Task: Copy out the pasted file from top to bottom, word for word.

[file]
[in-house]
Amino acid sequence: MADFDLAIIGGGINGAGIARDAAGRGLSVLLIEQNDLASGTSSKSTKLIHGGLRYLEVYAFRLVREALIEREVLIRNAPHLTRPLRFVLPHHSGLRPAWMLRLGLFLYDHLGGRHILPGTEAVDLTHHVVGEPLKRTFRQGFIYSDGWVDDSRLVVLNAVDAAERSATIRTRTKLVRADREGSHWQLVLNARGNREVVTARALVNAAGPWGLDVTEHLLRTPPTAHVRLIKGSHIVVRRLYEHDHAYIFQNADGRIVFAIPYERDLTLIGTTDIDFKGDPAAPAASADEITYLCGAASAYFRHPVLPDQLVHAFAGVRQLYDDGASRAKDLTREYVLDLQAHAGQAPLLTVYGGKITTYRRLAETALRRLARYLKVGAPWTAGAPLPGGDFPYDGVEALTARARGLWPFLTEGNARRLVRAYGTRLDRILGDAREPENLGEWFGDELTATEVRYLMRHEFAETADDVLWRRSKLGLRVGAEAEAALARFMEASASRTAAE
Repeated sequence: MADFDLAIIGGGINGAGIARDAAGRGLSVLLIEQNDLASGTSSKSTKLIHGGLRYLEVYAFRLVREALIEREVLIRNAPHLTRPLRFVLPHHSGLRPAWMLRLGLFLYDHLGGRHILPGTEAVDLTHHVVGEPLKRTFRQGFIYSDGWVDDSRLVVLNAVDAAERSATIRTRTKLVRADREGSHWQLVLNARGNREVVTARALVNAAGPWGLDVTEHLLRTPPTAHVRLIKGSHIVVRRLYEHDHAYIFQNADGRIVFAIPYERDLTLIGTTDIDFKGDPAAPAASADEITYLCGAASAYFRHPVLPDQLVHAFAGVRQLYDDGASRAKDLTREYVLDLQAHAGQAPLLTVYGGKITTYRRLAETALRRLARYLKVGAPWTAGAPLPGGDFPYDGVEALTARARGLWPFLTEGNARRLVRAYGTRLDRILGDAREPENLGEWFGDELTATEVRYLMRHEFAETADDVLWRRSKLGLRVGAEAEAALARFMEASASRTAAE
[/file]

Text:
[in-house]
Amino acid sequence: MADFDLAIIGGGINGAGIARDAAGRGLSVLLIEQNDLASGTSSKSTKLIHGGLRYLEVYAFRLVREALIEREVLIRNAPHLTRPLRFVLPHHSGLRPAWMLRLGLFLYDHLGGRHILPGTEAVDLTHHVVGEPLKRTFRQGFIYSDGWVDDSRLVVLNAVDAAERSATIRTRTKLVRADREGSHWQLVLNARGNREVVTARALVNAAGPWGLDVTEHLLRTPPTAHVRLIKGSHIVVRRLYEHDHAYIFQNADGRIVFAIPYERDLTLIGTTDIDFKGDPAAPAASADEITYLCGAASAYFRHPVLPDQLVHAFAGVRQLYDDGASRAKDLTREYVLDLQAHAGQAPLLTVYGGKITTYRRLAETALRRLARYLKVGAPWTAGAPLPGGDFPYDGVEALTARARGLWPFLTEGNARRLVRAYGTRLDRILGDAREPENLGEWFGDELTATEVRYLMRHEFAETADDVLWRRSKLGLRVGAEAEAALARFMEASASRTAAE
Repeated sequence: MADFDLAIIGGGINGAGIARDAAGRGLSVLLIEQNDLASGTSSKSTKLIHGGLRYLEVYAFRLVREALIEREVLIRNAPHLTRPLRFVLPHHSGLRPAWMLRLGLFLYDHLGGRHILPGTEAVDLTHHVVGEPLKRTFRQGFIYSDGWVDDSRLVVLNAVDAAERSATIRTRTKLVRADREGSHWQLVLNARGNREVVTARALVNAAGPWGLDVTEHLLRTPPTAHVRLIKGSHIVVRRLYEHDHAYIFQNADGRIVFAIPYERDLTLIGTTDIDFKGDPAAPAASADEITYLCGAASAYFRHPVLPDQLVHAFAGVRQLYDDGASRAKDLTREYVLDLQAHAGQAPLLTVYGGKITTYRRLAETALRRLARYLKVGAPWTAGAPLPGGDFPYDGVEALTARARGLWPFLTEGNARRLVRAYGTRLDRILGDAREPENLGEWFGDELTATEVRYLMRHEFAETADDVLWRRSKLGLRVGAEAEAALARFMEASASRTAAE